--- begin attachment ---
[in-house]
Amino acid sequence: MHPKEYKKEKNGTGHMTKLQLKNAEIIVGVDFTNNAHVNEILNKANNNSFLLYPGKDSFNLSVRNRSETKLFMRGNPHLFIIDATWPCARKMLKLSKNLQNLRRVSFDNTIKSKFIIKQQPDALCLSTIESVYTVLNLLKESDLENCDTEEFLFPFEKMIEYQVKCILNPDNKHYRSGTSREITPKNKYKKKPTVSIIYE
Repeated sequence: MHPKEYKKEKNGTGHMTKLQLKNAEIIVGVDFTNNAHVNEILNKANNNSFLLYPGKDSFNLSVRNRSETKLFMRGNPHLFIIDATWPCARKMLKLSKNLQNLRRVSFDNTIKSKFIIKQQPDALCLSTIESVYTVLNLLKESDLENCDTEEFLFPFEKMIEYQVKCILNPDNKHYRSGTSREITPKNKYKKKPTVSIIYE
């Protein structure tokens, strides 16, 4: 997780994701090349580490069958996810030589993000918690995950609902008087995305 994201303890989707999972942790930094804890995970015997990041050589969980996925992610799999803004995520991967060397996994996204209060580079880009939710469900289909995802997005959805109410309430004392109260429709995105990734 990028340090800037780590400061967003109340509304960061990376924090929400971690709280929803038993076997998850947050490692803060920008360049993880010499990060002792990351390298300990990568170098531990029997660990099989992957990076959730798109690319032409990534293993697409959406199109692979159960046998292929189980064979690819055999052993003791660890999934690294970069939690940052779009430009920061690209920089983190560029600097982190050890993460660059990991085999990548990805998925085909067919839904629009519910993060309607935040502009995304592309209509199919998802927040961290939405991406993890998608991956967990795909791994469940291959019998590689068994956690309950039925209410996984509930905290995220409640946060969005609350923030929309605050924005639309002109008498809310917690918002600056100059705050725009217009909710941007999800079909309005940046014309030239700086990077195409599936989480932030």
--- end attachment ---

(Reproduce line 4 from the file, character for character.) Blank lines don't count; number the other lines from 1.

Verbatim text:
């Protein structure tokens, strides 16, 4: 997780994701090349580490069958996810030589993000918690995950609902008087995305 994201303890989707999972942790930094804890995970015997990041050589969980996925992610799999803004995520991967060397996994996204209060580079880009939710469900289909995802997005959805109410309430004392109260429709995105990734 990028340090800037780590400061967003109340509304960061990376924090929400971690709280929803038993076997998850947050490692803060920008360049993880010499990060002792990351390298300990990568170098531990029997660990099989992957990076959730798109690319032409990534293993697409959406199109692979159960046998292929189980064979690819055999052993003791660890999934690294970069939690940052779009430009920061690209920089983190560029600097982190050890993460660059990991085999990548990805998925085909067919839904629009519910993060309607935040502009995304592309209509199919998802927040961290939405991406993890998608991956967990795909791994469940291959019998590689068994956690309950039925209410996984509930905290995220409640946060969005609350923030929309605050924005639309002109008498809310917690918002600056100059705050725009217009909710941007999800079909309005940046014309030239700086990077195409599936989480932030």